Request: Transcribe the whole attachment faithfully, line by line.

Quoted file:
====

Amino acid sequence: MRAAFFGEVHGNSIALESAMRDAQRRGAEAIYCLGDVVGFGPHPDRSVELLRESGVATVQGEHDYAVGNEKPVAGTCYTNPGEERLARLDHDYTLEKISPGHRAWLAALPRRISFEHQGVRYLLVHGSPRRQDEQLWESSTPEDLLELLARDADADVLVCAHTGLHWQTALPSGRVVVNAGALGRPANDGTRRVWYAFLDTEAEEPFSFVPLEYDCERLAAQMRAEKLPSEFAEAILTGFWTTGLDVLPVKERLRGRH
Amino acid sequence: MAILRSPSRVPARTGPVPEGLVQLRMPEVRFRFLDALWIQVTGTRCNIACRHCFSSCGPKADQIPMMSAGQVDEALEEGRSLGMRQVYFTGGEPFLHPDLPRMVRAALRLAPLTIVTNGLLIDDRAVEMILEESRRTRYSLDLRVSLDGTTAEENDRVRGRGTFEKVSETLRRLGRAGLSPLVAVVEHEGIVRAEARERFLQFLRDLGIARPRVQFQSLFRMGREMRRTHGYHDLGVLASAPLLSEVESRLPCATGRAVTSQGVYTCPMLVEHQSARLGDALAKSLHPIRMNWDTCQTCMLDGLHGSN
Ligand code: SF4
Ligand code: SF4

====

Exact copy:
Amino acid sequence: MRAAFFGEVHGNSIALESAMRDAQRRGAEAIYCLGDVVGFGPHPDRSVELLRESGVATVQGEHDYAVGNEKPVAGTCYTNPGEERLARLDHDYTLEKISPGHRAWLAALPRRISFEHQGVRYLLVHGSPRRQDEQLWESSTPEDLLELLARDADADVLVCAHTGLHWQTALPSGRVVVNAGALGRPANDGTRRVWYAFLDTEAEEPFSFVPLEYDCERLAAQMRAEKLPSEFAEAILTGFWTTGLDVLPVKERLRGRH
Amino acid sequence: MAILRSPSRVPARTGPVPEGLVQLRMPEVRFRFLDALWIQVTGTRCNIACRHCFSSCGPKADQIPMMSAGQVDEALEEGRSLGMRQVYFTGGEPFLHPDLPRMVRAALRLAPLTIVTNGLLIDDRAVEMILEESRRTRYSLDLRVSLDGTTAEENDRVRGRGTFEKVSETLRRLGRAGLSPLVAVVEHEGIVRAEARERFLQFLRDLGIARPRVQFQSLFRMGREMRRTHGYHDLGVLASAPLLSEVESRLPCATGRAVTSQGVYTCPMLVEHQSARLGDALAKSLHPIRMNWDTCQTCMLDGLHGSN
Ligand code: SF4
Ligand code: SF4